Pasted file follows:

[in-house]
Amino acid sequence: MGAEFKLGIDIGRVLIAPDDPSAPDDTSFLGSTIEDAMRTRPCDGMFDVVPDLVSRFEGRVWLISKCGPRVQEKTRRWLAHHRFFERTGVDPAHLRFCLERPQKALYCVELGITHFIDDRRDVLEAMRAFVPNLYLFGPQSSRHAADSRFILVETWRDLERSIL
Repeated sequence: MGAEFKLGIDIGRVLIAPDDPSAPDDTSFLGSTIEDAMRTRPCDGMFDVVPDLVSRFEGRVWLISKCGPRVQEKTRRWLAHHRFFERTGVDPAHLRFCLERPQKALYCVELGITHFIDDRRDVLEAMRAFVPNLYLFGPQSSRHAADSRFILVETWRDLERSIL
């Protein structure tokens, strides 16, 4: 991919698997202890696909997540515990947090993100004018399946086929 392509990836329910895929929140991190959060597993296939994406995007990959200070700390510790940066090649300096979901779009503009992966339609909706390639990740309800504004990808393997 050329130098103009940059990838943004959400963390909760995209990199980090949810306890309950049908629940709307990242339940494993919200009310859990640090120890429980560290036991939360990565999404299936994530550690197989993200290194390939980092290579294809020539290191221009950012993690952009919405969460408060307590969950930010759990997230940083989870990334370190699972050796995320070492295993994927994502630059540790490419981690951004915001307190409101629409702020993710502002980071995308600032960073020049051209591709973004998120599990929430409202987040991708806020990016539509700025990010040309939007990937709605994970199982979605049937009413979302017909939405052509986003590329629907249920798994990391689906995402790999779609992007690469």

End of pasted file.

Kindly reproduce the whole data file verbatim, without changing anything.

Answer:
[in-house]
Amino acid sequence: MGAEFKLGIDIGRVLIAPDDPSAPDDTSFLGSTIEDAMRTRPCDGMFDVVPDLVSRFEGRVWLISKCGPRVQEKTRRWLAHHRFFERTGVDPAHLRFCLERPQKALYCVELGITHFIDDRRDVLEAMRAFVPNLYLFGPQSSRHAADSRFILVETWRDLERSIL
Repeated sequence: MGAEFKLGIDIGRVLIAPDDPSAPDDTSFLGSTIEDAMRTRPCDGMFDVVPDLVSRFEGRVWLISKCGPRVQEKTRRWLAHHRFFERTGVDPAHLRFCLERPQKALYCVELGITHFIDDRRDVLEAMRAFVPNLYLFGPQSSRHAADSRFILVETWRDLERSIL
């Protein structure tokens, strides 16, 4: 991919698997202890696909997540515990947090993100004018399946086929 392509990836329910895929929140991190959060597993296939994406995007990959200070700390510790940066090649300096979901779009503009992966339609909706390639990740309800504004990808393997 050329130098103009940059990838943004959400963390909760995209990199980090949810306890309950049908629940709307990242339940494993919200009310859990640090120890429980560290036991939360990565999404299936994530550690197989993200290194390939980092290579294809020539290191221009950012993690952009919405969460408060307590969950930010759990997230940083989870990334370190699972050796995320070492295993994927994502630059540790490419981690951004915001307190409101629409702020993710502002980071995308600032960073020049051209591709973004998120599990929430409202987040991708806020990016539509700025990010040309939007990937709605994970199982979605049937009413979302017909939405052509986003590329629907249920798994990391689906995402790999779609992007690469």